New, tech-friendly atmosphere helps businesses thrive

Work: The technology boom offers minority entrepreneurs an almost limitless number of opportunities, some say.

November 14, 1999|By Lisa Friedman | Lisa Friedman,Special to the Sun

Baltimore may never be mistaken for Silicon Valley. But over the past decade, the region once known primarily for manufacturing has witnessed a tremendous growth spurt in telecommunications and information technology.

From Columbia to Annapolis, companies that specialize in software development, network management and Web design have taken root. And, local experts say, in this new, tech-friendly atmosphere, minority-owned businesses are thriving as never before.

Neither the Department of Labor nor local agencies keep statistics on the ethnicities of Internet-related business owners. But those who keep a close eye on the industry say minority entrepreneurs have wasted no time jumping on the technology bandwagon.

There is an almost limitless number of opportunities, says Ron Swift, president of Swift Staffing, a Catonsville-based employment agency that places about 50 percent of its clients in the information technology field. "Anyone who wants to get involved in this area can. And I think minority businesses come in, fortunately, on a level playing field."

A recent Milken Institute policy brief noted that the number of minority-owned businesses nationwide has grown "explosively," to about 2 million companies grossing a total of $205 billion annually. Locally, more than 12 percent of firms in the Baltimore region are minority-owned. And, according to the Greater Baltimore Council, the metropolitan region ranks seventh in the country for minority-owned businesses.

Entrepreneurs of color are attracted to the Baltimore region for the same myriad reasons as all business owners. Some are drawn because of family ties or the lure of good schools and reasonable housing. Others, especially in the high-tech arena, say they chose Baltimore precisely because the industry hasn't exploded here. Being an Internet pioneer -- a big fish in a small but growing sea -- has its advantages as well.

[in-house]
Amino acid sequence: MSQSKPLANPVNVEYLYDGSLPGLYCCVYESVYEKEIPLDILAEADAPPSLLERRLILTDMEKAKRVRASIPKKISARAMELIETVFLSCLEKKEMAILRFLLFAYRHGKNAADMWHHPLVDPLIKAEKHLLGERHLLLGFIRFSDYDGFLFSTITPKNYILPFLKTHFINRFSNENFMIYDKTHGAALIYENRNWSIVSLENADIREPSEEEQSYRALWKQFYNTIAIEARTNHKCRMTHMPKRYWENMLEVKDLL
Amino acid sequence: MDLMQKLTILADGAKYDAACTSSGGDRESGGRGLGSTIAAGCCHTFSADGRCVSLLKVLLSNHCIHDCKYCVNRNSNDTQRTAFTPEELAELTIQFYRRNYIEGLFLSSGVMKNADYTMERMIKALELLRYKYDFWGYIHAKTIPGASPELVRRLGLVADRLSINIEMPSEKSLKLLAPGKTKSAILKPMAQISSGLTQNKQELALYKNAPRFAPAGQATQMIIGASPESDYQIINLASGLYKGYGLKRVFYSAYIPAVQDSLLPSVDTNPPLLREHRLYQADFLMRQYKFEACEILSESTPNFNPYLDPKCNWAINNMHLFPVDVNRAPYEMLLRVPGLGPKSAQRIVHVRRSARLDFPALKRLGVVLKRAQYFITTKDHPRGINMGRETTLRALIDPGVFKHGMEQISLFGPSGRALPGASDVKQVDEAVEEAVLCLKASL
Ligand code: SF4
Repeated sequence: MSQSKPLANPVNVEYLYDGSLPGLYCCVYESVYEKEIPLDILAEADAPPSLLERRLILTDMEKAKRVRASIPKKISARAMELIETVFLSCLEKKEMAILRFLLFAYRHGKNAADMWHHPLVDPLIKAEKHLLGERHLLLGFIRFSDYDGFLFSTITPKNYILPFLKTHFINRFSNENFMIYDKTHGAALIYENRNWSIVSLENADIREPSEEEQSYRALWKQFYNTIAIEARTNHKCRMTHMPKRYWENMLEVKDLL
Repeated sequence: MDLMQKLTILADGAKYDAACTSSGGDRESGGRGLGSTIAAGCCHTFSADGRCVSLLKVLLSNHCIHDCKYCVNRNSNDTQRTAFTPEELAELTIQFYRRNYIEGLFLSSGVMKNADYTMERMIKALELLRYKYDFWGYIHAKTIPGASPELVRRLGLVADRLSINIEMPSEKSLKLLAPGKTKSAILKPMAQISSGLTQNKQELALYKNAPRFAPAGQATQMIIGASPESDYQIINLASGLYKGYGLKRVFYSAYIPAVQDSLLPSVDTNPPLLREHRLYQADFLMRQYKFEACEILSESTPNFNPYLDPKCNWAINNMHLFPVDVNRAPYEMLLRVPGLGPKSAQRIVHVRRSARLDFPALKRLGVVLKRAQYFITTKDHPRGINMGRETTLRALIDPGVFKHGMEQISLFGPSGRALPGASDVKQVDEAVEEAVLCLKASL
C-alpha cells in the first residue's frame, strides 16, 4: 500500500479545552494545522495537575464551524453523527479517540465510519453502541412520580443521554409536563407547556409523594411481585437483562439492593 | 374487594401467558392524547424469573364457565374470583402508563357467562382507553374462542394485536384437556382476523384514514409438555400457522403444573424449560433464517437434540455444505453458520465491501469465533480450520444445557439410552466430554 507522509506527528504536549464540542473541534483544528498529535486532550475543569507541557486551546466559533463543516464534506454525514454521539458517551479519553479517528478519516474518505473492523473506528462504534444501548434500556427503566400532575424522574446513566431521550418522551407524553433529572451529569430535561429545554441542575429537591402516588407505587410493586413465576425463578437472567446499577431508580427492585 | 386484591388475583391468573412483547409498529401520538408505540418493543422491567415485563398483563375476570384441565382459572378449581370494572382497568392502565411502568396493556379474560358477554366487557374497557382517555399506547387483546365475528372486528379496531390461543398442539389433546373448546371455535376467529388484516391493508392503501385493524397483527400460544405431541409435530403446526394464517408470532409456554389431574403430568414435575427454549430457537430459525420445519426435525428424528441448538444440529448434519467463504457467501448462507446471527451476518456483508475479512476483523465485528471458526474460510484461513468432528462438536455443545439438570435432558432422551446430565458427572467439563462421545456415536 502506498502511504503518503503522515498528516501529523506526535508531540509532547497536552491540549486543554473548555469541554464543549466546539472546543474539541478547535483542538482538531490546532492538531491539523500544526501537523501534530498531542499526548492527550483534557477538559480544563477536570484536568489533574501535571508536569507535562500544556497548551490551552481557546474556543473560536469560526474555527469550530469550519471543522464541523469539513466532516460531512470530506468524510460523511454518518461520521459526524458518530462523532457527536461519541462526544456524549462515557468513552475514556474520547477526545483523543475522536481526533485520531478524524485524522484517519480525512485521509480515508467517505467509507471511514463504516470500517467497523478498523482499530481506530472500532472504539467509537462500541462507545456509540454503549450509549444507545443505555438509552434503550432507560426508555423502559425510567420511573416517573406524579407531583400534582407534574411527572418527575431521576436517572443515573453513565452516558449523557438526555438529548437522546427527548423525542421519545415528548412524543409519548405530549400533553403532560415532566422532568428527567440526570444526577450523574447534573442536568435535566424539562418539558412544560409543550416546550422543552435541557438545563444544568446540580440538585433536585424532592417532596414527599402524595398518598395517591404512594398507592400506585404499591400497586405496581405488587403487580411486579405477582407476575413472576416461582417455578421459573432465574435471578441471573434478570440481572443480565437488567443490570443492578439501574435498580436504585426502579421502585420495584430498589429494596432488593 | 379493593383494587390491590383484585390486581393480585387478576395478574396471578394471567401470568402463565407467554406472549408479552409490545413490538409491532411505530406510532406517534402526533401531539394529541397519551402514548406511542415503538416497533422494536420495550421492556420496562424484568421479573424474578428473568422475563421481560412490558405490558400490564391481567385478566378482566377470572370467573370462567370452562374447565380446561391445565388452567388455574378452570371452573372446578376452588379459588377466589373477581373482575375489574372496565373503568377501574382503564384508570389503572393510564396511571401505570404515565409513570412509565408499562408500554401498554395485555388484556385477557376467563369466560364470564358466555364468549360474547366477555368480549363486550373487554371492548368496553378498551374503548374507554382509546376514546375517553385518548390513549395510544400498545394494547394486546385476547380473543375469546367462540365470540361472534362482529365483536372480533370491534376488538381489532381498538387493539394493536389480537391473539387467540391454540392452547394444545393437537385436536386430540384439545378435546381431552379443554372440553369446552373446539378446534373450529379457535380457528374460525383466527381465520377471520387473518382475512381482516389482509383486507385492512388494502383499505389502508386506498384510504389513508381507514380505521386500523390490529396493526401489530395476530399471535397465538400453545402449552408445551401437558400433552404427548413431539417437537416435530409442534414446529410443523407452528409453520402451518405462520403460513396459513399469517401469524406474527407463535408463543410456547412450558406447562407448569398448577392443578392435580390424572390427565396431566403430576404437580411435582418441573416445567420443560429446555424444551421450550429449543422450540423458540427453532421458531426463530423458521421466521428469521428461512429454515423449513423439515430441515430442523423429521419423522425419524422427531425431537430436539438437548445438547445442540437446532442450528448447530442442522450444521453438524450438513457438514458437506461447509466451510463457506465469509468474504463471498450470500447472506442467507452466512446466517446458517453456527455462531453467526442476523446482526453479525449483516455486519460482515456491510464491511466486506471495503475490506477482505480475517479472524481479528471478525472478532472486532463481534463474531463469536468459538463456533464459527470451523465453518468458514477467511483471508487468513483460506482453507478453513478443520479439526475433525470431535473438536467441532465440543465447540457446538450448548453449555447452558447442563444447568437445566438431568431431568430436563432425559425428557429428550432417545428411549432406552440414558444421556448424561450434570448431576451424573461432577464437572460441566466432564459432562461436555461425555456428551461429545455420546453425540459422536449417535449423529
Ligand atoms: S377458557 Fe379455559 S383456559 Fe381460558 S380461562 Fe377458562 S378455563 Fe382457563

Frank White Jr., a Chicago native, says when he sought to leave his position as an engineer and open his own telecommunications firm eight years ago, business sense dictated that he head to the Baltimore region.

"At that time black entrepreneurship was more prevalent out here than in the Midwest," White recalls. He chose Howard County, noting its emergence as a headquarters for high-tech firms because of its proximity to Washington and Baltimore.

Today his firm, Advanced Concepts Inc. of Columbia, takes in about $10 million annually.

York Eggleston owns Crave Technologies. The Baltimore native says he remembers the skepticism of his Harvard Business School classmates -- most of whom were headed for California's Bay Area -- when he decided to start an Internet promotions firm in his hometown two years ago.

The local high-tech industry was small then as now -- especially compared with those in California or even the Washington corridor -- but Eggleston says that didn't bother him.

"I believed the movement was broad enough. One of the reasons I came back was because I believed there was hope and growth prospects in the area," he says.

Undoubtedly, there has been growth.

According to Maryland's Office of Planning, the state saw a 5.2 percent increase in 1998 in business services, which includes everything from janitorial services to computer software development. Though the increase was slightly lower than the previous year's, planning officials note that this segment of the service industry is responsible for infusing more than 60,000 jobs -- more than any other sector -- into the state economy since 1990.

In a study by the American Electronics Association, Maryland ranked 15th in the country in high-tech employment, offering more than 97,000 jobs.

"Some people are already saying that the Washington corridor is the next Silicon Valley. That's spreading here to Baltimore also," Swift says.

Even economically distressed neighborhoods are attracting computer companies.

Michael Preston, spokesman for Empower Baltimore, the nonprofit organization formed in 1994 to administer the city's $100 million empowerment zone grant, says several of the companies moving to the region are in information technology or telecommunications. The combination of strategic location and financing that probably couldn't be obtained elsewhere has made the empowerment zones attractive especially to small Web design firms, he says.

In addition to making room for entrepreneurs, the technology boom has created a drive for qualified employees that has broken the glass ceiling, said Sherry F. Bellamy, president and chief executive officer of Bell Atlantic-Maryland.

"There's clearly a shortage nationwide," she says. "That means people who once may have been excluded from a workplace because of gender or ethnicity or race -- well, people can't afford that kind of narrow-mindedness when they need the skills."

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